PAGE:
The Advanced Force Network Support allows the simulation of multiple upstream and downstream force mains entering and leaving one chamber junction during both Steady State and Extended Period Dynamic Simulation or EPS solutions in InfoSewer. All of the force mains, pumps, wet wells and force main chamber junctions that are connected are considered as one force main network in the EPS and Steady State solution. You can have more than one force main network in a large Sewer model separated by gravity pipes and loading manholes. The individual force main networks are solved iteratively with different upstream head and downstream tail manholes which connect the force main network(s) to the rest of the network.
New – This tool has been updated in 2017 for the Advanced Force Main Solution for Multi Pumps in the Steady State Solution of InfoSewer and H2OMap Sewer.
Rules for Model Construction in InfoSewer for a Force Main Network
A force main network in Sewer consists of the following elements:
- Wet well
- Junction Chamber
- Head Manhole where flow from other parts of the sewer system enters the force main network or loading manhole
- Tail manhole where the flow leaves the force main network or Outlet.
The head and tail manhole for one force main network is determined by the program based on the geometry of the network. The force main network starts at a wet well, includes the pumps connecting the wet well to the force main links and also includes the actual force main links and force main connecting junction chambers. You can also connect a force main to the gravity mains without an intermediate wet well and pump(s).
The boundary conditions of the force main network are:
- Water heads at the wet wells which vary according to the inflow from the upstream sections of the sewer network and outflow to the force main network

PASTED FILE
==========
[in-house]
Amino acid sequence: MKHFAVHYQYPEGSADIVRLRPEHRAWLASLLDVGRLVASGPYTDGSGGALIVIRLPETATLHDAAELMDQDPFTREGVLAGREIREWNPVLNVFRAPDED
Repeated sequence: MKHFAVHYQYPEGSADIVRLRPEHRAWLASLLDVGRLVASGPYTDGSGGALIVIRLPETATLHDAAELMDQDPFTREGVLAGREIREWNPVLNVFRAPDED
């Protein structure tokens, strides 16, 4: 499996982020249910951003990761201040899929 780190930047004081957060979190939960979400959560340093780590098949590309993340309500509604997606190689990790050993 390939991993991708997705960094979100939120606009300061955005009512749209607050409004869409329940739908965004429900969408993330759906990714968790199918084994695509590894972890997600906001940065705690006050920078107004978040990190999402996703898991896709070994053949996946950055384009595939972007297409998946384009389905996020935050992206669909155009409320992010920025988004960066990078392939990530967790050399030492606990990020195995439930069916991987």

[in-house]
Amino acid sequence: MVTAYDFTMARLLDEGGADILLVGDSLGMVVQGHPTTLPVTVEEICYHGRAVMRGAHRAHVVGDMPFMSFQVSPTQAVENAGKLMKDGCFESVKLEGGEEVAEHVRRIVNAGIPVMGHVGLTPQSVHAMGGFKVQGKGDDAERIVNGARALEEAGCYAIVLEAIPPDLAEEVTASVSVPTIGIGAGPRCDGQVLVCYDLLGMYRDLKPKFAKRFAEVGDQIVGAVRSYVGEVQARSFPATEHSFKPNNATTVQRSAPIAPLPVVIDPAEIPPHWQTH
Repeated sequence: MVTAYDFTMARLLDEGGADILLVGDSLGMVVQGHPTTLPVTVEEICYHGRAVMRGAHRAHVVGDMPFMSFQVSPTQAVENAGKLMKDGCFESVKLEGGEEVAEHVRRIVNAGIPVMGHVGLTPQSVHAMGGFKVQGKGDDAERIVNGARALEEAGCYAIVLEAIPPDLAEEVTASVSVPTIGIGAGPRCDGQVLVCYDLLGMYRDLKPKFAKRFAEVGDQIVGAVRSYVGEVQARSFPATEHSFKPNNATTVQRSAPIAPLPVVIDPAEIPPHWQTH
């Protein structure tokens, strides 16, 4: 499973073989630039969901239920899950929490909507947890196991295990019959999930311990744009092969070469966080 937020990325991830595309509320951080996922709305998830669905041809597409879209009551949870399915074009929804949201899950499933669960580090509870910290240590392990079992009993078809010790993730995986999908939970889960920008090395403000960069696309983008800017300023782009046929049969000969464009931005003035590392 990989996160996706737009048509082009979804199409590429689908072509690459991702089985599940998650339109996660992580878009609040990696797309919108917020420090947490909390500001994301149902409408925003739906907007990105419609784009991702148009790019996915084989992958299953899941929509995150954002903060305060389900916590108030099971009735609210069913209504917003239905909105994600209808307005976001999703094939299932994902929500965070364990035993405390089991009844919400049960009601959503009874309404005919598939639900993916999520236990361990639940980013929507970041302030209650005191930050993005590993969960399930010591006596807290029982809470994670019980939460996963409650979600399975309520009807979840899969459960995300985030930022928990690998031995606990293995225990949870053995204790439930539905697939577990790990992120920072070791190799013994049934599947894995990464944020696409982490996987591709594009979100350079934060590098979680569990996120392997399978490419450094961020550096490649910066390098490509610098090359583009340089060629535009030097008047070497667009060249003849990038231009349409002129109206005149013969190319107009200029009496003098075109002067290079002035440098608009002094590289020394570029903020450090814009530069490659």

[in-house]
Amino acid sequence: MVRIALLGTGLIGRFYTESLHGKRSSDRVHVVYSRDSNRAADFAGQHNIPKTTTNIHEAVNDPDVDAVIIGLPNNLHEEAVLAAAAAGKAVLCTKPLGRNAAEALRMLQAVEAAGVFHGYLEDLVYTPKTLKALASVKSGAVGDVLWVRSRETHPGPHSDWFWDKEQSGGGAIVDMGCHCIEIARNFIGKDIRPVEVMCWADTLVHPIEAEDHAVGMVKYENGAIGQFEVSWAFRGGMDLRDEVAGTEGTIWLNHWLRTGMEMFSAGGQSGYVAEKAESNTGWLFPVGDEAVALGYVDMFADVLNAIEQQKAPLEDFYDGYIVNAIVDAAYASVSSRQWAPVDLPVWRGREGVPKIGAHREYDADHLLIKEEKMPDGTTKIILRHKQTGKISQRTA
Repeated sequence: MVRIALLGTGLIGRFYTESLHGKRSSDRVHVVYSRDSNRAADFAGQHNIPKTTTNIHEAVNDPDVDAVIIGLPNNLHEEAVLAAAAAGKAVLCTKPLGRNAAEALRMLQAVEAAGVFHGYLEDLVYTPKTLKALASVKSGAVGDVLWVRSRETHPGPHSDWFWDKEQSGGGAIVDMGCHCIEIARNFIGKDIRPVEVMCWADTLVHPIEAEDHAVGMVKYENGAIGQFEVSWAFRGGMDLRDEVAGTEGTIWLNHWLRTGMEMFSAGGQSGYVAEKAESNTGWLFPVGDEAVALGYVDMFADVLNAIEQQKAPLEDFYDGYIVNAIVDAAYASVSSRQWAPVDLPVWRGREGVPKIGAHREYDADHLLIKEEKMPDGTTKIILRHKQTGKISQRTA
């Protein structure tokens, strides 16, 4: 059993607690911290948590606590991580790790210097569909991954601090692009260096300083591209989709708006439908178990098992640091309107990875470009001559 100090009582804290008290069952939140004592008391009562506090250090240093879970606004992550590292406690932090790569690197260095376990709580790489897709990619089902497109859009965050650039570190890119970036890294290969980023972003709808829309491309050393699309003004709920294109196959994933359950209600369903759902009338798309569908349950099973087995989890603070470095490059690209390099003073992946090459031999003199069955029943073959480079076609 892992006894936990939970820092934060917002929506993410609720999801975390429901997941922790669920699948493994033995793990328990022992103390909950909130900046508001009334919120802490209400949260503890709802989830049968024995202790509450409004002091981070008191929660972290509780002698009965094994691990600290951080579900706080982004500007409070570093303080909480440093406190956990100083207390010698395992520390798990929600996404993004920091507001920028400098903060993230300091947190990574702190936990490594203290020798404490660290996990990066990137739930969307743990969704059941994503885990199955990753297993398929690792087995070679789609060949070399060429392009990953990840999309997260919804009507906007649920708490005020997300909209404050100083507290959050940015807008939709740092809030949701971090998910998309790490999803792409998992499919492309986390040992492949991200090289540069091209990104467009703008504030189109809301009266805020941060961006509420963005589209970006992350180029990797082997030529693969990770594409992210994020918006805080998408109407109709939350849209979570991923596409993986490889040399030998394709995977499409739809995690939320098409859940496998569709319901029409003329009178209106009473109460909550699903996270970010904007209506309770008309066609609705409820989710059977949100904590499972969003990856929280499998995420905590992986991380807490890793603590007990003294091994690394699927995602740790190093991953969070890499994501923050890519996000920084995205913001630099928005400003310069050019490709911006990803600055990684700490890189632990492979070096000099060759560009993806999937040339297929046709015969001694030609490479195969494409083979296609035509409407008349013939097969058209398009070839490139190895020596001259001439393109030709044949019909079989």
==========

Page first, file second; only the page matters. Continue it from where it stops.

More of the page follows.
- Water head at the tail manholes which are calculated as the maximum discharge head (invert + diameter) of all the force mains that end at that manhole. Water entering the tail manholes will be routed downstream after the force main network flows are calculated.
For example, assuming there are n1 wet wells, n2 head manholes, n3 tail manholes, n4 junction chambers and l1 pumps and l2 force mains, the program must solve the network hydraulics to get n2+n4 water head values and l1+l2 flow values iteratively using the Newton-Raphson method. The solution iterates until the mass and energy of the force main network is in balance.
The hydraulic equations used in the solution are:
- Head/Flow relationship of the force mains and pumps (l1+l2 equations)
- Mass balance at head nodes and junction chambers (n2+n4 equations)
For head nodes, water entering the network from other sections of the sewer system must equal the flow sum of force mains that connect to it:
Where Q = Flow; Gv = group of gravity pipes connecting to the head manhole; and Gf = group of force mains connecting to the head manhole. The sum of the gravity flow into the wet well or head manholes is balanced by the sum or flow out of the force main network in the force main pipes.
For junction chambers, which are connected to only force main pipes:
For force mains, Hazen-Williams equation describes the flow/head loss relationship within a force main. The flow out of and the flow into the junction chamber is in balance. The head at the junction manhole is iterated until the flows are in balance.
For pumps that are neither Inflow Control nor Discharge Control, the pump curve is used to estimate the flow and head gain relationship within a pump. For Inflow Control and Discharge Control pump, pump flow as control values are fixed and the equation Q = Qcontrol, where Qcontrol is the controlling pump value. For such situations, the pump is actually modeled as variable speed pump and pump speed will be calculated with Newton-Raphson method to achieve the flow control objective.